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Page 25

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How many years were you sick
From so many illnesses, I lost count,
Losing everything
That made you, you
One by one
Until finally I gazed upon you
Lying in bed like a beached log
Stiff and hollow,
Your mouth wide open like a primitive totem?
Years ago I mourned the vibrant you,
So who do I mourn now, at your actual death,
Or do I mourn at all? Actually,
I am glad to see your suffering end,
Glad to see the indignities of illness stop.
I mourn what you went through when you were sick
And wish there would have been some way
To cut it short. Would it have been kind--
Would you have agreed--
To assisted suicide?
At what point would you have wanted it?
The moment when you lost the ability to read and understand?
Or when talking grew arduous?
How about when you lost control of your waste,
Creating a scene when we took you out In your wheelchair?
Certainly when the wheelchair became too tiring
And all you could do was lie in bed,
You would have said “enough.”
Or if not, perhaps the diet of puréed food--
The only kind you could keep down--
Could have been the final straw
To make you want to end it all?
Truly, we lost you long ago.
So, back to my question:
What should I do now? Stand, unmoved,
At the side of your tomb? No. No.
I must try to mourn
All your selves, healthy and sick,
And honor each one of them
With different types and degrees of sorrow.
There is so much justice in this.
Almost till the very end,
You lit up when you saw my face
And squeezed my hand and responded to my kiss.
Surely that person,
Sweet and loving in the face of death,
Deserves to be cherished most of all
And bathed in grief.

  Jacqueline Coleman-Fried __


Do not forget
The smell of honey
On the morning breeze,
The sound of palm fronds
Remind your feet
How heavenly walking can be
On soft sand, firmly packed,
That soothes as it holds you up.
Remember, most of all,
The bands of color so intense
You can scarcely believe them:
Cerulean sky touching
A horizon of marine-blue,
Then turquoise turning to aqua ripples,
And white foam glistening along the shore.
The airport will engulf you soon—
The crush of anxious bodies,
The closed tube and screaming engines
Of the plane.
Train your mind to come here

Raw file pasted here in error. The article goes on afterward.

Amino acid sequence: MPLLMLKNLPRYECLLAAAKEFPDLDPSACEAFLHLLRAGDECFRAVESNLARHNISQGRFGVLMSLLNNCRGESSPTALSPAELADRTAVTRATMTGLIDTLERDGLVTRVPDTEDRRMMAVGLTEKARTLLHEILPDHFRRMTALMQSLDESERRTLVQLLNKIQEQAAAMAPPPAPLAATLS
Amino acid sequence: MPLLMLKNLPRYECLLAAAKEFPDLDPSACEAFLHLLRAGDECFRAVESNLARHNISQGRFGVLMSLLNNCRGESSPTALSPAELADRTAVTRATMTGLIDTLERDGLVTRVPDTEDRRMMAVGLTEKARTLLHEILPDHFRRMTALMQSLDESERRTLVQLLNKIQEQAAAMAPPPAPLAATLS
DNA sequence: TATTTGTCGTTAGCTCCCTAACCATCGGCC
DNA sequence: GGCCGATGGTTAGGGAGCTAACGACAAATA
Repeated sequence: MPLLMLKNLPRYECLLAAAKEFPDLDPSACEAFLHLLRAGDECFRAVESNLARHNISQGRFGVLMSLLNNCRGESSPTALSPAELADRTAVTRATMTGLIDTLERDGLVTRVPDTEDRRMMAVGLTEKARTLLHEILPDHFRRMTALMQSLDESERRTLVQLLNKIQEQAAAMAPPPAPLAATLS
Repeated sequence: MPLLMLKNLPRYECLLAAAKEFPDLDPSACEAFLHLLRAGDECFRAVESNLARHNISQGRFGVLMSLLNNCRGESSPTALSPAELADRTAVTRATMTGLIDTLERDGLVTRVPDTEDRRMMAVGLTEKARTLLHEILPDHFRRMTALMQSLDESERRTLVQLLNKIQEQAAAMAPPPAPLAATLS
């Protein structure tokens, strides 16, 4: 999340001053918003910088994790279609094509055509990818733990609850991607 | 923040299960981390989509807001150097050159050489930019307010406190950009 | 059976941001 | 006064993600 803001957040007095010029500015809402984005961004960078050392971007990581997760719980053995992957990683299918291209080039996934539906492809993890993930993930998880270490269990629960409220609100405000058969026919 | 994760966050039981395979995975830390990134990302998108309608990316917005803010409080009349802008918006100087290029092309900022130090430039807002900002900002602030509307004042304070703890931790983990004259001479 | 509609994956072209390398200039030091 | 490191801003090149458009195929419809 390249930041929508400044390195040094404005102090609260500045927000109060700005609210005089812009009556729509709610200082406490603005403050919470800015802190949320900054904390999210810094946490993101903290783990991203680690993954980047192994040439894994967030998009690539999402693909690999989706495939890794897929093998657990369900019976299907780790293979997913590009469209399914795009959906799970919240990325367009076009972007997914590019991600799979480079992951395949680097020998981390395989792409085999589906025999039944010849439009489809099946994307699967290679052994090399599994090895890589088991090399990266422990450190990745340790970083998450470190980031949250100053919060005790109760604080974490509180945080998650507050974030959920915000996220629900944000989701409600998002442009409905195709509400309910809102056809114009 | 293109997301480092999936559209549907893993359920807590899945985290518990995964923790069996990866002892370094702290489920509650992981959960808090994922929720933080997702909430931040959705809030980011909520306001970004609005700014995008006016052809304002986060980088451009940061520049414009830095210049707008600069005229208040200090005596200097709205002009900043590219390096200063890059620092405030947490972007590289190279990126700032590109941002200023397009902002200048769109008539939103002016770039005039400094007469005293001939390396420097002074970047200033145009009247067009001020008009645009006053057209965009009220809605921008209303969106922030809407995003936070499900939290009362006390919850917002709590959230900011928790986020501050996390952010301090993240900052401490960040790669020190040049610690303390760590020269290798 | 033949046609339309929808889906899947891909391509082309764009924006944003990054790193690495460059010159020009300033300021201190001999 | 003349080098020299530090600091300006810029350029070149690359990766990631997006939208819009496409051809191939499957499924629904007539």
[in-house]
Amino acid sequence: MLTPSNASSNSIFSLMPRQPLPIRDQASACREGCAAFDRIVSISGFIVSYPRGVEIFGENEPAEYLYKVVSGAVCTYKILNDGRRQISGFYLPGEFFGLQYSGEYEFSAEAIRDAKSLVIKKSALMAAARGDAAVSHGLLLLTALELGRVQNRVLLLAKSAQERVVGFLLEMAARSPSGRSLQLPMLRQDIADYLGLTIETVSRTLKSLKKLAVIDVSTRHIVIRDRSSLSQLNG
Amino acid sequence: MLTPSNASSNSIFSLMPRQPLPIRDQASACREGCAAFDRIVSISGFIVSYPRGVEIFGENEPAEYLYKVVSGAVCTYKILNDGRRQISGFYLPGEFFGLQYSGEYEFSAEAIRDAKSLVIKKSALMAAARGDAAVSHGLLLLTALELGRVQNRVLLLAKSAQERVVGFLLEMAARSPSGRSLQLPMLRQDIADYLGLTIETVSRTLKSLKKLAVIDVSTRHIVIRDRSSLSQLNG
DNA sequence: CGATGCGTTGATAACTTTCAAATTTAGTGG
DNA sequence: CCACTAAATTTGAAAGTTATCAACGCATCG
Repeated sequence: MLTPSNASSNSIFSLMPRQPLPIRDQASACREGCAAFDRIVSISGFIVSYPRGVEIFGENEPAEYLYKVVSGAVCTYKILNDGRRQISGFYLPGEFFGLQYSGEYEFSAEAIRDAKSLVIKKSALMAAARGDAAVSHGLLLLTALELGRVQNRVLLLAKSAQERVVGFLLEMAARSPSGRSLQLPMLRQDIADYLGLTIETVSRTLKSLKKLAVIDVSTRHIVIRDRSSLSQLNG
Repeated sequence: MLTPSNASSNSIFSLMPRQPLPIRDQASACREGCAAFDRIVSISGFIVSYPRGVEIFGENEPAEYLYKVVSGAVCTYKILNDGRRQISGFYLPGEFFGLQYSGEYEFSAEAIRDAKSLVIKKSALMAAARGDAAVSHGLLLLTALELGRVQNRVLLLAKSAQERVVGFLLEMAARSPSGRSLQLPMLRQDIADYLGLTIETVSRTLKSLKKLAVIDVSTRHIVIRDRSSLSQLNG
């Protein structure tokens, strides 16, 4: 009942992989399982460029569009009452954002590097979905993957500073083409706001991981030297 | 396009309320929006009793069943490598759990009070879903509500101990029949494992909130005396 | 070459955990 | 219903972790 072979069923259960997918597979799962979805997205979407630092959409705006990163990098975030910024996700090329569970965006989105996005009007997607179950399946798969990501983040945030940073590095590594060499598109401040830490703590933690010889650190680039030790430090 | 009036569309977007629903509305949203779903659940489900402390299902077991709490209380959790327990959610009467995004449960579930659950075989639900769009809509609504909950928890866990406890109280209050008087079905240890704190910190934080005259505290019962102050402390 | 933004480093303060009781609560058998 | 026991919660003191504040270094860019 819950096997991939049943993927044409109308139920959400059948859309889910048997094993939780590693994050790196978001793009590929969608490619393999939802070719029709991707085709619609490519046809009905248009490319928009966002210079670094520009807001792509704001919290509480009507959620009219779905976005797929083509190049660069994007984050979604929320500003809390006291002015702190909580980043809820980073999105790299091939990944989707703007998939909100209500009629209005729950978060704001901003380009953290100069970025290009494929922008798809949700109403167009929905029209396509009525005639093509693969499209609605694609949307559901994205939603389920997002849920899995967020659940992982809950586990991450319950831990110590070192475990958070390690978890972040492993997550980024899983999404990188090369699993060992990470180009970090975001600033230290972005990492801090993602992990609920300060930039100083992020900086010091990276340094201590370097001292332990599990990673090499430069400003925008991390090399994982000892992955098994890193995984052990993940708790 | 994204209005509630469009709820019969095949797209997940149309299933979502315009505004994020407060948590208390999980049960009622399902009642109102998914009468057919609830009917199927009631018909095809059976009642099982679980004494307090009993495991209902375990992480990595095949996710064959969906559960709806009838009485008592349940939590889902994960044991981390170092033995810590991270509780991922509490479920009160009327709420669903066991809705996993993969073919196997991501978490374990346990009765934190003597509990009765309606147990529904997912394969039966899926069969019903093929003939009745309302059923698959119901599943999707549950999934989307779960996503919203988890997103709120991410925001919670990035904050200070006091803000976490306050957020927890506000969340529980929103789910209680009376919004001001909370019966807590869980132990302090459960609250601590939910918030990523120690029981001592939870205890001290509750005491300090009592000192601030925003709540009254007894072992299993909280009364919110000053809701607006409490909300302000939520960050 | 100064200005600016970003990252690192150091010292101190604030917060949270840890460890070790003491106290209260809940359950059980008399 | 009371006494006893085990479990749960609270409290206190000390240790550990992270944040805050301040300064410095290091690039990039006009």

When a cold spring at home drags on
And the hard walls of buildings
Press in.
Take heart; summer is coming,
Even to New York.
In June, the sun will shine
Almost like today on Turks & Caicos.
A rainbow of blooms will unfurl as you walk,
And clover will caress the air
With the fleeting scent
Of honey.

  Jacqueline Coleman-Fried__


A dazzling sight:
glowing gingko leaves
spread like saffron snow
under trees in Bronxville.

Bending over, I see
each leaf is remarkable.
Its scalloped edge and veins, like rays
of the rising sun, say “Asia,” look ancient.

I reach for my phone.
All-knowing Wikipedia says the gingko
is native to China, has been found in fossils
dating back 270 million years—is a fossil.
Europeans first saw it in a Japanese temple garden.
Eastern religions revere the tree as a symbol
of longevity and peace.

When the atomic bomb exploded in Hiroshima, six gingkos
growing 1-2 kilometers from the site
were among the few living things
to survive. They’re still there.

The gingko’s other name is
maidenhair tree.

Then I remember.
A woman I know called the gingko
“the vomit tree.” I get what she meant.
One fall, in a seedy section of Greenwich Village,
I stepped in some gingko crud.
For the longest time after that,
my sneakers smelled like a sick wino
on Sunday morning.

Back to the phone.
The sage Wikepedia confirms
neither I nor the woman are crazy. It says,
the female gingko produces fruit in late autumn
that stinks when left on the ground:
“The rotting fruit emits an odor that smells
like vomit.”

That’s one way to get men to notice you.

If I owned a house, I’d plant this tree
on either side of the front door. I predict
the gingko will survive global warming.
We won’t.

  Jacqueline Coleman-Fried__


I know—
I’m a miracle.

I was a seed of hope
when men devised the alphabet.
Centuries passed, and my spine
grew and grew, until my furry top
scraped heaven.

Only two other plants, and God,
live longer.

Here’s one secret of my longevity:
shallow roots
that wind sideways, into the roots
of other trees. Most of the time,
we hold each other steady.

Fire, fatal to others,
perpetuates me.
After flames lick my bark,
it grows. The heat frees my seeds
from the cones I produce
by the hundreds. The seeds grow best
in soil cleared of green, fertilized
with ash.

My other secret is the tannin I make—
certain death
for invading bugs and fungi.
After all these years, I’m amazed
they keep trying to eat me.

My only enemies
are lightning bolts, wet snow,
high wind. Too much weight
on my muscled boughs
tips me. That’s when my roots rip
out of the earth, and I crash—
but it doesn’t happen often.

Sometimes I keep growing
lying down.

I am glad to see you, tourist,
but you stare like all the others
who’ve come by for millenia.
Do I make you feel
small and stupid? Do you wish
you were me?

  Jacqueline Coleman-Fried__